How Are Biosimilars Regulated?
The European Medicines Agency (EMA) was the first body to develop an overarching framework for approving biosimilars. Biosimilars have been approved for use in the European Union since 2006; they also have been approved for use in Australia, Japan, and Latin America.
In the United States, a regulatory pathway for approval of biosimilars was made possible by the Biologics Price Competition and Innovation Act (BCPIA), a provision included in the Patient Protection and Affordable Care Act (Affordable Care Act) of 2010. The BCPIA created an abbreviated licensure (approval) pathway for biosimilar products that have the same mechanism of action, route of administration, dosage form, and strength as the original reference product. The biosimilar product may be approved only for the indications and conditions of use that have been approved for the reference product.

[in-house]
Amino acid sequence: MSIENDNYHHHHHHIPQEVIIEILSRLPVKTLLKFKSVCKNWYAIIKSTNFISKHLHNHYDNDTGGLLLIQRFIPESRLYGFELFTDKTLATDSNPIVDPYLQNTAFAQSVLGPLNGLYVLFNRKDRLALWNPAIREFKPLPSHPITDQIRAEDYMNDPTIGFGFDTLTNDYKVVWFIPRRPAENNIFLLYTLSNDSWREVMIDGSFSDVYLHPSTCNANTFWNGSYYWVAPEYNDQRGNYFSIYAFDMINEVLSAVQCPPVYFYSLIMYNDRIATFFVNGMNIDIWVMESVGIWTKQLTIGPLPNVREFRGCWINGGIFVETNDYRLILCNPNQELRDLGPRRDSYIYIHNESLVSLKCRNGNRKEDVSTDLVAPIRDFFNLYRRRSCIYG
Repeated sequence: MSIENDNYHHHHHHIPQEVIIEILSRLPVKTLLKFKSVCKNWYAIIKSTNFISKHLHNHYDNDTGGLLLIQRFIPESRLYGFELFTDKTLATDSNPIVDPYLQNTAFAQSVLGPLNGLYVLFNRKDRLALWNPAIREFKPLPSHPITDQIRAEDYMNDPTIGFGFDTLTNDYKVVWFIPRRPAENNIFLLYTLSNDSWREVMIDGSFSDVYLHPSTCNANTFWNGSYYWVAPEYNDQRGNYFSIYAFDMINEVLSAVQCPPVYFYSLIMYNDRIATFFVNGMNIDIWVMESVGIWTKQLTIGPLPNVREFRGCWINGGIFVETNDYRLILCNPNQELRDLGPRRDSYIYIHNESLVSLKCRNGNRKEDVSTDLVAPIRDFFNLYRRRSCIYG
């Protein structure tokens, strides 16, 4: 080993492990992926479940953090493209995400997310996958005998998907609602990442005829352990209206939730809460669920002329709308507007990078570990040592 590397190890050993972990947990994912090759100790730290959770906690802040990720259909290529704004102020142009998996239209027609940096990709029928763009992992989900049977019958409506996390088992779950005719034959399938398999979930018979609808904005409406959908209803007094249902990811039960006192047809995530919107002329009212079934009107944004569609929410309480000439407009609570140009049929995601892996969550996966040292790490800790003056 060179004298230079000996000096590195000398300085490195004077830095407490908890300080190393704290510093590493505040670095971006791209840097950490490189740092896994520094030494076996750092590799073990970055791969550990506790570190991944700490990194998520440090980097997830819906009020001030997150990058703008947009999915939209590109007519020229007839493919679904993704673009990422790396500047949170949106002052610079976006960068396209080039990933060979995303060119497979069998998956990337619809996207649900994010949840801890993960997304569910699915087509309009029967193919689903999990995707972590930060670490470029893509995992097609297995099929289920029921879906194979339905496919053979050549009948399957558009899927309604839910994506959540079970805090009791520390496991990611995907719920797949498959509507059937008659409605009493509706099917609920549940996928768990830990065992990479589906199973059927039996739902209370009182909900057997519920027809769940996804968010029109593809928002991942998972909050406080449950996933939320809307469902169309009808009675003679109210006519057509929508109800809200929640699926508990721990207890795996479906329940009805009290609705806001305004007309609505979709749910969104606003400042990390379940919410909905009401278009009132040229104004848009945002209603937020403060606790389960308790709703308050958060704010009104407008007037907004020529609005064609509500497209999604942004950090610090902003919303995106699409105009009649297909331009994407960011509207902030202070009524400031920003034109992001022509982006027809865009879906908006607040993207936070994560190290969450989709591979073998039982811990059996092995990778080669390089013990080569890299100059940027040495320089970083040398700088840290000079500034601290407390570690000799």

The FDA evaluates the safety and effectiveness of all new, original biologics, just as it does for new conventional medications. The goal of biosimilar development is to demonstrate that the proposed biosimilar is “highly similar” to the reference product, with comparable safety and effectiveness.